Wikipedia should not strive to have small articles that direct me elsewhere. I'm happy with Wikipedia having long articles where the top part explains the generic premise and then directs me inside the long article to the part I was particularly interested in.

And if the short blurb at the top is written like AP and DPA would write it, so that I can stop reading at any point, that would be ideal.

I say that because if we start judging articles to be "too long", we get the same relevance deletionism that we currently get regarding full articles. We will have marauding hordes of unwashed Wikipedia trolls deleting whole paragraphs out of articles because they deem them uninteresting or "too long". Please do not step into that same trap again!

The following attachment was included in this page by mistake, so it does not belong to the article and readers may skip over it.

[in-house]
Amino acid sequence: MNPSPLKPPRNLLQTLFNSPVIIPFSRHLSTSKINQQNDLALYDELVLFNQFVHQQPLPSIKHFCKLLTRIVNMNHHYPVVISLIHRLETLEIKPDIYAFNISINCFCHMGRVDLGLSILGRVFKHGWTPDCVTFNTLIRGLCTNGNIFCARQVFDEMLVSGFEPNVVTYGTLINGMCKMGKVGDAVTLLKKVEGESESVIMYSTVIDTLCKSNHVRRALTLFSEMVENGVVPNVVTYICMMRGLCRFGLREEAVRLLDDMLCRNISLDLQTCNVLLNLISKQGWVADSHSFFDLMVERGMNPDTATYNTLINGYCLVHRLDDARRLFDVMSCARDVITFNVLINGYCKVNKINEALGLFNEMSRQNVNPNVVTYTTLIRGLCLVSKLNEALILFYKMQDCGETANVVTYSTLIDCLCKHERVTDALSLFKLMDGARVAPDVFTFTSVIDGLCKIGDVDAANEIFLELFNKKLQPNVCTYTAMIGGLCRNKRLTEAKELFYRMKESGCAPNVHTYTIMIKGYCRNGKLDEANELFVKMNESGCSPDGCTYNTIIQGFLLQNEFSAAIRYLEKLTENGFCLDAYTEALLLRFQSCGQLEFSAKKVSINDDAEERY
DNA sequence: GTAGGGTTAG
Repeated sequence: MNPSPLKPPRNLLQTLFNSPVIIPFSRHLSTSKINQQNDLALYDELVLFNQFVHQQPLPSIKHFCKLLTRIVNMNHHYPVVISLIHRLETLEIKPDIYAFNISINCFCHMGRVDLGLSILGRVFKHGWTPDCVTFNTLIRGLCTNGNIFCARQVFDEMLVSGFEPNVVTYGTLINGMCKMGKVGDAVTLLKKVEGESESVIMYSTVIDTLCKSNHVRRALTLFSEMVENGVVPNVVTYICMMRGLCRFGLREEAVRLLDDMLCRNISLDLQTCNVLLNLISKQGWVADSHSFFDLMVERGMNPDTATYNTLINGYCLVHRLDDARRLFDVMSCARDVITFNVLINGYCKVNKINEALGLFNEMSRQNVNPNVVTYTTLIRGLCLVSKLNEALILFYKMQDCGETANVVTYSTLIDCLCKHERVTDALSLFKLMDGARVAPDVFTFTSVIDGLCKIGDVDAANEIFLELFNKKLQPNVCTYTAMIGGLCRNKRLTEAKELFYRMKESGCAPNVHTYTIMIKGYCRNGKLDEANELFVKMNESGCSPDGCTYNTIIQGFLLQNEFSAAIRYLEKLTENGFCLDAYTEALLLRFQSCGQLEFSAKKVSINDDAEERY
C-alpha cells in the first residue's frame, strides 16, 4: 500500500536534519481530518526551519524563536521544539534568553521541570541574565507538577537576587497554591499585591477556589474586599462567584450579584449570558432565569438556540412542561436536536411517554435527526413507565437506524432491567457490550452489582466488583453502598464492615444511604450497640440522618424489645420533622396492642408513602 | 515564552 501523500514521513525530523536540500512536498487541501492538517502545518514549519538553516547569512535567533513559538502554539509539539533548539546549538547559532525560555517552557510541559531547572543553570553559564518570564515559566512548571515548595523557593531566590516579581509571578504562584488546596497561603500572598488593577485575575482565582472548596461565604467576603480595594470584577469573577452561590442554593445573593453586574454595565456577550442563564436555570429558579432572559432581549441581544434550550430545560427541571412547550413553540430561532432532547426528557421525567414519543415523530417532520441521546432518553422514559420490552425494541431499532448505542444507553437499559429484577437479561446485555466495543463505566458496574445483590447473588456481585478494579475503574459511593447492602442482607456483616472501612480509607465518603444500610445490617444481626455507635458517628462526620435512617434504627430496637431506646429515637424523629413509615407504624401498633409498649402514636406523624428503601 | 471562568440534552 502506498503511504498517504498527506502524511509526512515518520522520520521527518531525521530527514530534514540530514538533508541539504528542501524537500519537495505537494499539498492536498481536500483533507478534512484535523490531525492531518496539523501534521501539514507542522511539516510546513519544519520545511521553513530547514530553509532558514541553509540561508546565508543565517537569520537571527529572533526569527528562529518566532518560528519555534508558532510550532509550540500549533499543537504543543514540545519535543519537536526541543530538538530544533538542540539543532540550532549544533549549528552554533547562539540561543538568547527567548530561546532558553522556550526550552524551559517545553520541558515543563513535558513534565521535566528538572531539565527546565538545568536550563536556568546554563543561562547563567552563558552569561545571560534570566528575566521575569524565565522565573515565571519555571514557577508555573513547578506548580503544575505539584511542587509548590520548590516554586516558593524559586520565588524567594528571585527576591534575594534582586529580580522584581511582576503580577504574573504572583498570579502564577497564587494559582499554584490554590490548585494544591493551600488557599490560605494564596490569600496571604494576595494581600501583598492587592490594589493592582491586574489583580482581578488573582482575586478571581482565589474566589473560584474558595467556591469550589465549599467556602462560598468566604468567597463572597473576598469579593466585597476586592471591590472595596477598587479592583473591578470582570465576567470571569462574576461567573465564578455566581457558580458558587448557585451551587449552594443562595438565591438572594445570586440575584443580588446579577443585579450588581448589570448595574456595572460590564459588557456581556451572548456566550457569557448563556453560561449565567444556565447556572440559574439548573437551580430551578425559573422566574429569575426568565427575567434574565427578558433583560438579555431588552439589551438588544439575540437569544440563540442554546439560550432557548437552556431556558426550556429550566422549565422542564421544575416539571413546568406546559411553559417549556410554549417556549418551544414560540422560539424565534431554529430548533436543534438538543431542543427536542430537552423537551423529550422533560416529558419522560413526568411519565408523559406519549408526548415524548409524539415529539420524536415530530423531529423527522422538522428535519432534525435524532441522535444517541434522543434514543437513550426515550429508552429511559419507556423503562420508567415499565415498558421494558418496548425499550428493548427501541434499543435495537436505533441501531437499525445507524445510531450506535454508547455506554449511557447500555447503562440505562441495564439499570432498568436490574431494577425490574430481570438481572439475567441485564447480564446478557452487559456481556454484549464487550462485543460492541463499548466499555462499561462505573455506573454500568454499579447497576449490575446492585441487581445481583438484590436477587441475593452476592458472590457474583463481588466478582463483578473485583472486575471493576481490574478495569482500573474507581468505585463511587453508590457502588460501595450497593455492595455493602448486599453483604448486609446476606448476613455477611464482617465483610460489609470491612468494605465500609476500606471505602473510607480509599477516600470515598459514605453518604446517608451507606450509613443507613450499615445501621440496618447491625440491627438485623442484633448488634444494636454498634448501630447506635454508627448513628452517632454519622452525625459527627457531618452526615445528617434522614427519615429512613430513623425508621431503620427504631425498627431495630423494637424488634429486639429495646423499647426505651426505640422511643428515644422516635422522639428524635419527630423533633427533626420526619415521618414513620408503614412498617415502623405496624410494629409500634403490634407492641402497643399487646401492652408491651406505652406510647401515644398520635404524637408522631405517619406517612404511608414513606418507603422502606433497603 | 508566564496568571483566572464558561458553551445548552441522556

WiseWoman said...

As long as the information is available in chunks as well, there can still be a long article. I'm just allergic to only long articles.

Case in point: deletion discussion for Nov. 25 in the German Wikipedia. The entry on "Top of the World (Brandy-Song)" is marked for deletion because the same info is on the album page.

If I hear the song on the radio in the morning and want to know more (like when was it first released, and isn't this a Carpenter's song?), I don't *know* the artist or the album. I just know the name of the song. I don't want to wade through the entire album. I just want the facts on this song. So the information needs to be here and in the main album.

Sure, we get into update anomalies. So what? It will eventually get fixed. It is not deadly, as it would be on a database. A hypermedium needs small, linked chunks. Some of the chunks can, of course, be longer.